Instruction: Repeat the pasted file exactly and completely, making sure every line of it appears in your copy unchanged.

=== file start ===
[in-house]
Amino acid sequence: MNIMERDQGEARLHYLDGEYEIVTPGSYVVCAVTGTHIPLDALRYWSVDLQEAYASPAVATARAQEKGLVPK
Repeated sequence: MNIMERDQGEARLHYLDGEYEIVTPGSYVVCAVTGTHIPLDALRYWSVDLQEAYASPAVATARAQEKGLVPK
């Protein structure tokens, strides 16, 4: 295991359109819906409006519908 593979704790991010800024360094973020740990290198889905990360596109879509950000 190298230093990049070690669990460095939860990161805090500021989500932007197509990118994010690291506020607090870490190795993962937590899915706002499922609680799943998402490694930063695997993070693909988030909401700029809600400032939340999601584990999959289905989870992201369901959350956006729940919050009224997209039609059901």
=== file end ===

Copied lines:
[in-house]
Amino acid sequence: MNIMERDQGEARLHYLDGEYEIVTPGSYVVCAVTGTHIPLDALRYWSVDLQEAYASPAVATARAQEKGLVPK
Repeated sequence: MNIMERDQGEARLHYLDGEYEIVTPGSYVVCAVTGTHIPLDALRYWSVDLQEAYASPAVATARAQEKGLVPK
């Protein structure tokens, strides 16, 4: 295991359109819906409006519908 593979704790991010800024360094973020740990290198889905990360596109879509950000 190298230093990049070690669990460095939860990161805090500021989500932007197509990118994010690291506020607090870490190795993962937590899915706002499922609680799943998402490694930063695997993070693909988030909401700029809600400032939340999601584990999959289905989870992201369901959350956006729940919050009224997209039609059901």